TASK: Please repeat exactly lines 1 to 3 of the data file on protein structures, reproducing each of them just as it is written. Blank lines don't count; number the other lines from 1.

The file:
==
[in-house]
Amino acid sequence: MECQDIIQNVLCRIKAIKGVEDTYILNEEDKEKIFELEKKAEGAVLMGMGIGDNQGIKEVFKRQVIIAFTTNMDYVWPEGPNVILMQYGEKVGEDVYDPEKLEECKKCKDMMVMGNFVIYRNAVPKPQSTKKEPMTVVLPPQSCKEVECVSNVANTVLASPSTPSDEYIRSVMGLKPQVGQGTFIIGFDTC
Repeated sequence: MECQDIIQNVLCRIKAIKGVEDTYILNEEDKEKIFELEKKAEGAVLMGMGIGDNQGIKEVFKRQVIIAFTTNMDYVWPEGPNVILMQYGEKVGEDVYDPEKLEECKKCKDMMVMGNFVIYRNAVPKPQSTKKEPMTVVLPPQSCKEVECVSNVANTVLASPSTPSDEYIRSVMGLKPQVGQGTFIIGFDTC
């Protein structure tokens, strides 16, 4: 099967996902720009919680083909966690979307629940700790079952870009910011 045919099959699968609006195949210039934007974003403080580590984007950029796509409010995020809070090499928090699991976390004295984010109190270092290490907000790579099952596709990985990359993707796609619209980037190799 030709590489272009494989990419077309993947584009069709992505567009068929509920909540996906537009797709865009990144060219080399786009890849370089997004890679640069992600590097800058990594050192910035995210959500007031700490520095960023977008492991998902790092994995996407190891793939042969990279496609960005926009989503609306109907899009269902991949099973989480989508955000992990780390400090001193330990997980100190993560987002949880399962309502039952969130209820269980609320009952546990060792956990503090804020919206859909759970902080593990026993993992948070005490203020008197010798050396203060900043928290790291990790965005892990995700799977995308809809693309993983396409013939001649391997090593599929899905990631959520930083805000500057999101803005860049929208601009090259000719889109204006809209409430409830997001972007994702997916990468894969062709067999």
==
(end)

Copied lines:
[in-house]
Amino acid sequence: MECQDIIQNVLCRIKAIKGVEDTYILNEEDKEKIFELEKKAEGAVLMGMGIGDNQGIKEVFKRQVIIAFTTNMDYVWPEGPNVILMQYGEKVGEDVYDPEKLEECKKCKDMMVMGNFVIYRNAVPKPQSTKKEPMTVVLPPQSCKEVECVSNVANTVLASPSTPSDEYIRSVMGLKPQVGQGTFIIGFDTC
Repeated sequence: MECQDIIQNVLCRIKAIKGVEDTYILNEEDKEKIFELEKKAEGAVLMGMGIGDNQGIKEVFKRQVIIAFTTNMDYVWPEGPNVILMQYGEKVGEDVYDPEKLEECKKCKDMMVMGNFVIYRNAVPKPQSTKKEPMTVVLPPQSCKEVECVSNVANTVLASPSTPSDEYIRSVMGLKPQVGQGTFIIGFDTC